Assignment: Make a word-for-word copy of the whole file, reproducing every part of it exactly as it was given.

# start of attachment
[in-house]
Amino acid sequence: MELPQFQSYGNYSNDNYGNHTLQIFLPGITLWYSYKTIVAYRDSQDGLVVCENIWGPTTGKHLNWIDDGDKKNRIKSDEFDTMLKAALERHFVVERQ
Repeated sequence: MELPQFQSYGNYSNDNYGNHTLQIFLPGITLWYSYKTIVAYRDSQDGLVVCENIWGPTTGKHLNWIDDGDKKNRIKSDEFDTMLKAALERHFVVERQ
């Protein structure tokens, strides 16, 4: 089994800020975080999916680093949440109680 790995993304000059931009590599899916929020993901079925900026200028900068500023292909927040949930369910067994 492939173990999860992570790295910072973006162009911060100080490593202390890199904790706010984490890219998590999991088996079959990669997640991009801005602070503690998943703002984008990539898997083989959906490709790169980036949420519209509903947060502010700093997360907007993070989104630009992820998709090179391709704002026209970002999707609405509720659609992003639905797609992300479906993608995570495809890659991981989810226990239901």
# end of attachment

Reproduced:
[in-house]
Amino acid sequence: MELPQFQSYGNYSNDNYGNHTLQIFLPGITLWYSYKTIVAYRDSQDGLVVCENIWGPTTGKHLNWIDDGDKKNRIKSDEFDTMLKAALERHFVVERQ
Repeated sequence: MELPQFQSYGNYSNDNYGNHTLQIFLPGITLWYSYKTIVAYRDSQDGLVVCENIWGPTTGKHLNWIDDGDKKNRIKSDEFDTMLKAALERHFVVERQ
């Protein structure tokens, strides 16, 4: 089994800020975080999916680093949440109680 790995993304000059931009590599899916929020993901079925900026200028900068500023292909927040949930369910067994 492939173990999860992570790295910072973006162009911060100080490593202390890199904790706010984490890219998590999991088996079959990669997640991009801005602070503690998943703002984008990539898997083989959906490709790169980036949420519209509903947060502010700093997360907007993070989104630009992820998709090179391709704002026209970002999707609405509720659609992003639905797609992300479906993608995570495809890659991981989810226990239901």